The network(s) 1080 can be any type of network or combination of networks that allows for communication between devices. In some embodiments, the network(s) can include one or more of a local area network, wide area network, the Internet, secure network, cellular network, mesh network, peer-to-peer communication link and/or some combination thereof and can include any number of wired or wireless links. Communication over the network(s) 1080 can be accomplished, for instance, via a network interface using any type of protocol, protection scheme, encoding, format, packaging, etc.

FIG. 15 illustrates one example computing system 1000 that can be used to implement the present disclosure. Other computing systems can be used as well. For example, in some implementations, the computing system 1002 can include the model trainer 1060 and the training data 1062. In such implementations, the machine-learned models 1010 can be both trained and used locally at the computing system 1002. As another example, in some implementations, the computing system 1002 is not connected to other computing systems.

In addition, components illustrated and/or discussed as being included in one of the computing systems 1002 or 1030 can instead be included in another of the computing systems 1002 or 1030. Such configurations can be implemented without deviating from the scope of the present disclosure. The use of computer-based systems allows for a great variety of possible configurations, combinations, and divisions of tasks and functionality between and among components. Computer-implemented operations can be performed on a single component or across multiple components. Computer-implemented tasks and/or operations can be performed sequentially or in parallel. Data and instructions can be stored in a single memory device or across multiple memory devices.

Computing tasks discussed herein as being performed at computing device(s) remote from the autonomous vehicle can instead be performed at the autonomous vehicle (e.g., via the vehicle computing system), or vice versa. Such configurations can be implemented without deviating from the scope of the present disclosure. The use of computer-based systems allows for a great variety of possible configurations, combinations, and divisions of tasks and functionality between and among components. Computer-implemented operations can be performed on a single component or across multiple components. Computer-implements tasks and/or operations can be performed sequentially or in parallel. Data and instructions can be stored in a single memory device or across multiple memory devices.

While the present subject matter has been described in detail with respect to specific example embodiments thereof, it will be appreciated that those skilled in the art, upon attaining an understanding of the foregoing may readily produce alterations to, variations of, and equivalents to such embodiments. Accordingly, the scope of the present disclosure is by way of example rather than by way of limitation, and the subject disclosure does not preclude inclusion of such modifications, variations and/or additions to the present subject matter as would be readily apparent to one of ordinary skill in the art.

Claims

1. A computing system, comprising:

one or more processors; and
one or more non-transitory computer-readable media that collectively store a machine-learned image compression model configured to generate compressed image data in response to image data associated with at least two image sensors having at least partially overlapping fields of view, the machine-learned image compression model comprising: a first encoder configured to generate a first image code based at least in part on first image data indicative of a first image associated with a first image sensor, wherein the first encoder includes a first series of convolutional layers configured to generate a first series of respective feature maps based at least in part on the first image; a second encoder configured to generate a second image code based at least in part on second image data indicative of a second image associated with a second image sensor, wherein the second encoder includes a second series of convolutional layers configured to generate a second series of respective feature maps based at least in part on the second image and disparity-warped feature data associated with the first image; and a plurality of respective parametric skip functions associated with at least a subset of convolutional layers of the second series of convolutional layers and configured to generate the disparity-warped feature data based at least in part on disparity associated with the first series of respective feature maps and the second series of respective feature maps.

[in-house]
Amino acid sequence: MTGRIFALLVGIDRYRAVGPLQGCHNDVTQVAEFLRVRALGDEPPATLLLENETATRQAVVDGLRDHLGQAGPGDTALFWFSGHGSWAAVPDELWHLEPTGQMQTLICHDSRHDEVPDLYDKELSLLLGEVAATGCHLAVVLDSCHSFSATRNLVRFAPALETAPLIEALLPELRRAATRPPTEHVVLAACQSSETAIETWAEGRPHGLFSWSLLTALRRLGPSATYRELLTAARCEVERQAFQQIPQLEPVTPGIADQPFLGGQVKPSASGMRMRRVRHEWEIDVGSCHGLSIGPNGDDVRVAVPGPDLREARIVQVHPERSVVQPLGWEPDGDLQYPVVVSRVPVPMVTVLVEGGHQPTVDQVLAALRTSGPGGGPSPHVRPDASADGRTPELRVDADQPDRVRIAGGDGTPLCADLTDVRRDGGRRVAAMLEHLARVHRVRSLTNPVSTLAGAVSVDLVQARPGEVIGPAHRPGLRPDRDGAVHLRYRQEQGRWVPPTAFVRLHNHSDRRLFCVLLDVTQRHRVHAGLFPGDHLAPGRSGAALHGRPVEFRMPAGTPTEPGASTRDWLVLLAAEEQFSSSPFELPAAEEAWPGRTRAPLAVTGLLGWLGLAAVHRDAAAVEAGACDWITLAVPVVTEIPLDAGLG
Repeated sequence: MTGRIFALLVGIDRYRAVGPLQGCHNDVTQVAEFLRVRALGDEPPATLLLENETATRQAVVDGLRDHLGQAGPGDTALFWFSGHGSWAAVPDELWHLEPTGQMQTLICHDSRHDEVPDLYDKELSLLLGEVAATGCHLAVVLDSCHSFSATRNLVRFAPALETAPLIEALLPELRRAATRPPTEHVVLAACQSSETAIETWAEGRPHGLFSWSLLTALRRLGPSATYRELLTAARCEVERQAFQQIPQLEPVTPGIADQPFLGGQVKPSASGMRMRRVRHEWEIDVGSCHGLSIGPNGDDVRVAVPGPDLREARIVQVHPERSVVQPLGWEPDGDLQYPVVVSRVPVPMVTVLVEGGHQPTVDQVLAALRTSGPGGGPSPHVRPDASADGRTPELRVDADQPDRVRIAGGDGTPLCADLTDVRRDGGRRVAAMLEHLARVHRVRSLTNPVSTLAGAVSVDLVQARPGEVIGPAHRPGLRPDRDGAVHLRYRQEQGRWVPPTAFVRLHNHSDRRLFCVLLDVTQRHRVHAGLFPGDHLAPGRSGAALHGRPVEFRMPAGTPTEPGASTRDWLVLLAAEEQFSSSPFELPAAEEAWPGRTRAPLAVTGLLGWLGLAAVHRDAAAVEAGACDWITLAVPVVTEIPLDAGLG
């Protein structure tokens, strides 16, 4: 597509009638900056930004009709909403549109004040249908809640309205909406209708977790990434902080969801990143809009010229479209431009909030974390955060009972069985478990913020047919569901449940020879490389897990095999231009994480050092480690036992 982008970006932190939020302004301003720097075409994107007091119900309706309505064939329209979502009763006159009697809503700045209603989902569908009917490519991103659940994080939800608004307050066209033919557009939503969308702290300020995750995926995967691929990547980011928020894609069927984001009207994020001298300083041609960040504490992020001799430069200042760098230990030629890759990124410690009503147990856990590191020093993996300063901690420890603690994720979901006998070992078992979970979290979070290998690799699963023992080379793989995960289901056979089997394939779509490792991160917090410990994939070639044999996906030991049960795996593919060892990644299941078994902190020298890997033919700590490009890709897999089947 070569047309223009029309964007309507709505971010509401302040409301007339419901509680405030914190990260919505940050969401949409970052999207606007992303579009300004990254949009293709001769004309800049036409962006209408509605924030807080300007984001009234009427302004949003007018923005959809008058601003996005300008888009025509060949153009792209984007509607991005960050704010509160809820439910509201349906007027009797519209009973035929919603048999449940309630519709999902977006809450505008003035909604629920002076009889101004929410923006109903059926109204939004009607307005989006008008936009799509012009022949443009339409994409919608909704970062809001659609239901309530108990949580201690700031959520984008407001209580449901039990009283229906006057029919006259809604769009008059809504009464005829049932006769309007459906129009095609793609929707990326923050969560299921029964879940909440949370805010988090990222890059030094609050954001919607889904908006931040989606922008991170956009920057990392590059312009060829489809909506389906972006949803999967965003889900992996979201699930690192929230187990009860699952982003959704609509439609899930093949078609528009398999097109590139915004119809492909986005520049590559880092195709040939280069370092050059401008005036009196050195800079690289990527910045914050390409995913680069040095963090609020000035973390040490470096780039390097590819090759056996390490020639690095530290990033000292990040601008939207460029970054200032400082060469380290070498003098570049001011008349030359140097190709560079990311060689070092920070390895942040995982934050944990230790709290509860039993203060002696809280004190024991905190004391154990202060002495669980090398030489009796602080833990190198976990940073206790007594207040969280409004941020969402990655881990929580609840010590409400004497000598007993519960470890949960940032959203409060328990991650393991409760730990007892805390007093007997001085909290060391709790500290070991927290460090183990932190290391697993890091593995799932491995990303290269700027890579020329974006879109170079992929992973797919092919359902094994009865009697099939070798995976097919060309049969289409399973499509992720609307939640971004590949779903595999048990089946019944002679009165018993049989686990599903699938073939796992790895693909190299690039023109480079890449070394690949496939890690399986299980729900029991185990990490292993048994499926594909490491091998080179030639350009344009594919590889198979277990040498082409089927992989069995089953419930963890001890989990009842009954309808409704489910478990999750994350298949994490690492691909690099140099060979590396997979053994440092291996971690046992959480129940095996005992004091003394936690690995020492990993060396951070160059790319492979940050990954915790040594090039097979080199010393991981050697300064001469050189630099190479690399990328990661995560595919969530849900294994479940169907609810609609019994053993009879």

2. The computing system of claim 1, wherein the respective parametric skip function associated with each convolutional layer of the subset of convolutional layers of the second series of convolutional layers is configured to generate a respective disparity-warped feature map based at least in part on disparity between the respective feature map from a previous convolutional layer of the second series of convolutional layers and the respective feature map from a previous convolutional layer of the first series of convolutional layers.

3. The computing system of claim 2, wherein the respective parametric skip function associated with each convolutional layer of the subset of convolutional layers of the second series of convolutional layers is configured to generate the respective disparity-warped feature map based at least in part on the first image code.

4. The computing system of claim 1, wherein the machine-learned image compression model comprises:

a conditional entropy model including one or more neural networks configured to model a probabilistic dependence between the first image code and the second image code.